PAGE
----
Environmental Science

Thawing Permafrost Is To Blame for Giant Arctic Oil Spill, Says Industrial Plant Owners

Thawing Permafrost Is To Blame for Giant Arctic Oil Spill, Says Industrial Plant Owners

Permafrost has been blamed for the recent oil spill in Siberia’s wide-spread contamination of article circles. A diesel tank from an industrial plant in the Siberian city of Norilsk began leaking about 20,000 tons of diesels into the surrounding environment, casting a shadow over the nearby Ambarnaya River, On May 29.

Russia’s state-run news agency TASS reported that Nornickel, the world’s largest nickel producer who owns the plant, argued that the digital tank began to leak diesel due to structural damage caused by melting permafrost. They claim that the concrete foundation of the diesel tank collapsed as a result of molten permafrost. Once the leak started, it was claimed; a car crashed and caught fire near the fuel spill.

Sergey Dyachenko, first vice president and operations director of Norilsk Nickel said, “The nature of the cracks in the concrete and the collapse of the supporting columns led us to believe that something had happened to the ground – probably the melting of the soil.”

Permafrost is a land that has been frozen for two or more years, although some permafrost has been frozen for thousands of years. Due to the effects of climate change, most of the Northern Hemisphere once began to melt stable permafrost, creating countless problems for further release of carbon from damaged infrastructure. According to the United Nations Intergovernmental Panel on Climate Change (IPCC), global warming will be limited to below 2 degrees Celsius, but about 25 percent of the planet’s permafrost will fall near 2100.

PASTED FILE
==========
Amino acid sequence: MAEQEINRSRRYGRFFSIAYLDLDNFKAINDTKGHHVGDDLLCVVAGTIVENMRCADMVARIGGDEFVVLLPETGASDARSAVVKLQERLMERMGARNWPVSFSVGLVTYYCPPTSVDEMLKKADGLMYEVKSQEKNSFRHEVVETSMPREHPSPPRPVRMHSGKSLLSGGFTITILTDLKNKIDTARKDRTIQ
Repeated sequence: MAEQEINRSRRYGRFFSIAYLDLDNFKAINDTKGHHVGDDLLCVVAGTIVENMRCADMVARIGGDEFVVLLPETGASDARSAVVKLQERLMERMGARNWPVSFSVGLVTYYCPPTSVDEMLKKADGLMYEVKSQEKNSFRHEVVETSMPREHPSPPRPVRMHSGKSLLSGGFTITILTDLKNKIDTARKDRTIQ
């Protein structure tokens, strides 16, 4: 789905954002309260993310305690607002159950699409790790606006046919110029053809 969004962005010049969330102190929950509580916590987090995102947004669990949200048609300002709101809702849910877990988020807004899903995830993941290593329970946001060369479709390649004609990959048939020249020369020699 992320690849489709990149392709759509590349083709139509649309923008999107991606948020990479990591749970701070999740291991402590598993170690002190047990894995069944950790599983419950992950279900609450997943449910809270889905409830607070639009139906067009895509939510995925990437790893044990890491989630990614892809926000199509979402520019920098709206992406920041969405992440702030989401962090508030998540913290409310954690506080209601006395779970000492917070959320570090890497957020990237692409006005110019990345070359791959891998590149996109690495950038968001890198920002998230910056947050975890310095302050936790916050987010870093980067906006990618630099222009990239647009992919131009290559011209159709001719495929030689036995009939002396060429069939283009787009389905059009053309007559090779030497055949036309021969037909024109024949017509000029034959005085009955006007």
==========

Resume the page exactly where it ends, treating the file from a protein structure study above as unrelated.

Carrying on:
Anyway, some environmental groups are not convinced by Nornickel’s claim that the permafrost is to blame for the incident. While recognizing climate change and melting permafrost is a problem in the region, Greenpeace Russia has argued that the problem is being used to avoid liability for accidents.

The environmental group said the 2009 report explicitly warned how permafrost would affect oil and gas infrastructure in the Norilsk region and that the agency should have been aware of the problem.  Meanwhile, the extent of the damage is beginning to become clear. The latest assessment shows that the fuel is spread over 180,000 square meters (about 1,900,000 square feet), flowing into the river and entering the ground up to 5 centimeters (2 inches). In some reservoirs in Norilsk, the water is 60 times higher than the maximum permitted concentration of hazardous substances.

Clean-up operations have been underway since the beginning of last week, although it is suspected that the legacy of environmental catastrophe will continue in the region for decades to come. Vladimir Chuprov, project director of Greenpeace Russia, said in a statement, “With the installed boom, only a small fraction of the pollution can be collected, so it can be argued that almost all diesel fuel will be in the environment.” He added, “The damage could be in the billions of rubles [$88 million]. And this is without taking into account the growing factors.”